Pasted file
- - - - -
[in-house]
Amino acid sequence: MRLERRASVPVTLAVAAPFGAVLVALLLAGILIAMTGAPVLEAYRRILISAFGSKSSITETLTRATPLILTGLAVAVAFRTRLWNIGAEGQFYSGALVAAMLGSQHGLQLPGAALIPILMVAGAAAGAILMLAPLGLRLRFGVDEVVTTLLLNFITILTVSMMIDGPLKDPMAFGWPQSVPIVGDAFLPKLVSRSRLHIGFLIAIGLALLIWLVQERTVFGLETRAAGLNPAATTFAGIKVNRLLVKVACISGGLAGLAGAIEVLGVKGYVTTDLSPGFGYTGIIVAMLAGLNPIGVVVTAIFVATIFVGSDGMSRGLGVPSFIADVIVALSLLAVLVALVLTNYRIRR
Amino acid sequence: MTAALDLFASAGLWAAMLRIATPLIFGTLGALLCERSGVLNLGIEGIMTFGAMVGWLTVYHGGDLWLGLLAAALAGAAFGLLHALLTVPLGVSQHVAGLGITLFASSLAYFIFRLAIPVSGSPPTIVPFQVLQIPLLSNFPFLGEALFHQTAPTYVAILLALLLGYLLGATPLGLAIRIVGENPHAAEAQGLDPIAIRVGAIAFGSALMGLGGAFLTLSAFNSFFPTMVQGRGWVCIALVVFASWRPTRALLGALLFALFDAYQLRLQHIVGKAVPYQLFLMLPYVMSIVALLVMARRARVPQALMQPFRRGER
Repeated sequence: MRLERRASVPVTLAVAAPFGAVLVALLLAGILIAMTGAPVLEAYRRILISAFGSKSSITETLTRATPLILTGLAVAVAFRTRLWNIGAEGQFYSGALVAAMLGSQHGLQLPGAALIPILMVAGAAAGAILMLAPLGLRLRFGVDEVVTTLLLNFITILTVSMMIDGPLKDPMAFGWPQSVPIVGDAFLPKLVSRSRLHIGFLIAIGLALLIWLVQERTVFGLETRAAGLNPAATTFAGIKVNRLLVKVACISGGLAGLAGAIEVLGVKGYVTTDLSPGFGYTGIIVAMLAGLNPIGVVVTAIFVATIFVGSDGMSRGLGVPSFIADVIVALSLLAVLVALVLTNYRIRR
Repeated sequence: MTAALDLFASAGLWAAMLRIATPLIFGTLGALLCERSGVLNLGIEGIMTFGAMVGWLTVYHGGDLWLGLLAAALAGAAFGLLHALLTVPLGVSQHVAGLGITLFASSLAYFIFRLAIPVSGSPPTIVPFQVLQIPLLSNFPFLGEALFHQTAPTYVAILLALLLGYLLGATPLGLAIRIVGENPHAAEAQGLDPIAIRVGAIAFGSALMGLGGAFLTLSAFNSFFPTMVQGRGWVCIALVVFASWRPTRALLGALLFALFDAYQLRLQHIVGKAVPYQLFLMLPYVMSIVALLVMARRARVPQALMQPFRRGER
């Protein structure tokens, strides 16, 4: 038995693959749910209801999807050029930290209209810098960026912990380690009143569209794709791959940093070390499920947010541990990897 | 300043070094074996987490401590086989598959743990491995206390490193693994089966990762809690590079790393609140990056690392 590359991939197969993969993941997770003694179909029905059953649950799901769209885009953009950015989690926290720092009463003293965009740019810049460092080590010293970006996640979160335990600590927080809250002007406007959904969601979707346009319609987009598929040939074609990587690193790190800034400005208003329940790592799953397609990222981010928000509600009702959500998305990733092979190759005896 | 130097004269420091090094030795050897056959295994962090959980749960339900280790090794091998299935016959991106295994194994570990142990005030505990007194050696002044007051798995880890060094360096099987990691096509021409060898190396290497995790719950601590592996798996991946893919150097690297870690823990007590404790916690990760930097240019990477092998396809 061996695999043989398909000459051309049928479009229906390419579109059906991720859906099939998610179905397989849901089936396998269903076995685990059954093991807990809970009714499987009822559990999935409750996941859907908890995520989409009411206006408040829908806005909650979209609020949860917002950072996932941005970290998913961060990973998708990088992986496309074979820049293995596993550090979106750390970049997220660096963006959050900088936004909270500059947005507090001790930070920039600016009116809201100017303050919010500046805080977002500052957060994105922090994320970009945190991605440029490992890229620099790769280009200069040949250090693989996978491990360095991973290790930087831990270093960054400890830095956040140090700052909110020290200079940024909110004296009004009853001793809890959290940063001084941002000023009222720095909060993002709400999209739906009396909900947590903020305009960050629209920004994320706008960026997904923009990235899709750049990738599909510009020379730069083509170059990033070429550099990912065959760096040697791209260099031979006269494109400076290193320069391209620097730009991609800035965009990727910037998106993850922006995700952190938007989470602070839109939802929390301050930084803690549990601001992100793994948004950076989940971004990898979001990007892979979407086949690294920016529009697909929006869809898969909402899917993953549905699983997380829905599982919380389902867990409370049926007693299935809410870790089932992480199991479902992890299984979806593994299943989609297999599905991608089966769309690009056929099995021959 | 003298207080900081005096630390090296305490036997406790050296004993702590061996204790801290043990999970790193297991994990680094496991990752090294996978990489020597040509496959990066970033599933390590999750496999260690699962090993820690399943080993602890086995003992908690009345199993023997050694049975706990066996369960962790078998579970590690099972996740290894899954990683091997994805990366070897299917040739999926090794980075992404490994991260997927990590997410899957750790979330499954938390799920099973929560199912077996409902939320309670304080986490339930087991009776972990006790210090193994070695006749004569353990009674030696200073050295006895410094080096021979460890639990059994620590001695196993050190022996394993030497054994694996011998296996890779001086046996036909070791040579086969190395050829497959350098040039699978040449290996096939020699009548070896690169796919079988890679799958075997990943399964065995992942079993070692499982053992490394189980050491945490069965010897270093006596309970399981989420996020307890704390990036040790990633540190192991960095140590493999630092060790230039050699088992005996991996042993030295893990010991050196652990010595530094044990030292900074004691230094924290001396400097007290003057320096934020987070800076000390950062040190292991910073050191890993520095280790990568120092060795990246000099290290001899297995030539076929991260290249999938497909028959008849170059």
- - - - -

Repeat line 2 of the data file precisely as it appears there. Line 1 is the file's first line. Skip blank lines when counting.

Amino acid sequence: MRLERRASVPVTLAVAAPFGAVLVALLLAGILIAMTGAPVLEAYRRILISAFGSKSSITETLTRATPLILTGLAVAVAFRTRLWNIGAEGQFYSGALVAAMLGSQHGLQLPGAALIPILMVAGAAAGAILMLAPLGLRLRFGVDEVVTTLLLNFITILTVSMMIDGPLKDPMAFGWPQSVPIVGDAFLPKLVSRSRLHIGFLIAIGLALLIWLVQERTVFGLETRAAGLNPAATTFAGIKVNRLLVKVACISGGLAGLAGAIEVLGVKGYVTTDLSPGFGYTGIIVAMLAGLNPIGVVVTAIFVATIFVGSDGMSRGLGVPSFIADVIVALSLLAVLVALVLTNYRIRR